Greenways — History and Information

 

Originally this area was a part of the Yarrowlumla Council and it was their policy to include Greenways into new subdivisions as many of these larger blocks also included public land, i.e. Crown road reserves. The Bywong and Wamboin Greenways now comprises of a network of at least 30 kilometres. They were established as a ‘pilot project’ in 1994 within a vision of a Shire-wide network of Greenways.

What are Greenways?

“Greenways” is a common or colloquial term for the network of access ways or corridors in Bywong and Wamboin, NSW. It is a matrix or patchwork of different types of public roads and public access ways that allow people to walk, cycle, horse ride and enjoy the local Bywong and Wamboin area and in some cases, facilitates wildlife and native vegetation corridors. Roads and access ways include crown roads in all forms — paved, unpaved and unmade road reserves — and also council reserves and specially gazetted as a “Greenway” (see below). This means ownership of these Greenways is with either local or state governments.

Greenways Renewal Working (GRoW) group aims to identify new areas for walking and enjoying our local area in non-motorised ways by working with the community to identify suitable access ways and promoting their use. We also look to see if we can also enhance the environment for walkers, wildlife and flora at the same time.

What is a Crown Road?

A crown road is a strip of land or reserve of land, usually 20m wide, which is legally owned by the Federal Government and legally maintained by the NSW Government for the sole purpose of access to properties. Many crown roads form the basis of our roads network – highways, main roads and local roads. They can also be used as driveways into properties. There are also many crown roads that have not ever been used as roads because they have not been needed. However, these are still legally known as crown roads and must always be available to provide through access, even though they are unmade roads and legally remain so until such time they become private land. Technically, this means that all Crown road reserves must be accessible and this makes them useful also for recreational purposes.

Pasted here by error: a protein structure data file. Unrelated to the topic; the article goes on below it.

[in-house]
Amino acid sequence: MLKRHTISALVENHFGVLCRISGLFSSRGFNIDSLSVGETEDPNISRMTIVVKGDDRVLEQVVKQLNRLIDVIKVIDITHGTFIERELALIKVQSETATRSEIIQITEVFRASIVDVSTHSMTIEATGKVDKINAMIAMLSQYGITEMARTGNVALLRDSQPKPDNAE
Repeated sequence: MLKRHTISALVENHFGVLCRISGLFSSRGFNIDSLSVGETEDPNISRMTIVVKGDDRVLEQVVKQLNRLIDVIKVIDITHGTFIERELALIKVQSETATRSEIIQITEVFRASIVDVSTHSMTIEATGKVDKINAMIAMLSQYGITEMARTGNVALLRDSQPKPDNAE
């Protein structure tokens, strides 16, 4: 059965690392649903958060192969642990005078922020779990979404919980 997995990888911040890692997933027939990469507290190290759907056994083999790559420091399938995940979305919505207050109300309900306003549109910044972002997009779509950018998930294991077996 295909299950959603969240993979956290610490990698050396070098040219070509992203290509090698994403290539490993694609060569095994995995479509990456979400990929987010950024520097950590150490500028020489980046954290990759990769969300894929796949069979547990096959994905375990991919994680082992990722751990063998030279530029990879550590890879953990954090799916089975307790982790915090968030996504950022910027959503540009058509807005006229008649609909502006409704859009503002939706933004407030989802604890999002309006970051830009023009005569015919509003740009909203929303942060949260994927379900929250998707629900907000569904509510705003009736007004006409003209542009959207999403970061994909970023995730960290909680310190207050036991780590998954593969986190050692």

What is a Council Reserve?

A council reserve is a parcel of land set aside by council for specific or designated public use. This could be a park or an access way or some other council access or amenity. The Les Reardon Reserve is an example of this.

What is a “Greenway”?

An access way that is set aside by council, usually as part of a sub-division, to provide amenity to the local population. Many of these have come about as part of sub-divisions that have absorbed crown roads, and the Greenway has become a substitute or requirement of a sub-divided parcel of land.

Why are the Greenways Important?

The Greenways provide an important public amenity for recreational access for safe public social walking, cycling and horse riding for the community in a rural residential setting that has few alternatives: where fenced properties are the norm. The Greenways also provide potential wildlife corridors that may not be available in areas that are increasingly built-up and developed. Both these aspects will become increasingly socially and environmentally important in future as the local population expands and available public land decreases. We are privileged in our community to have access to public land for recreation.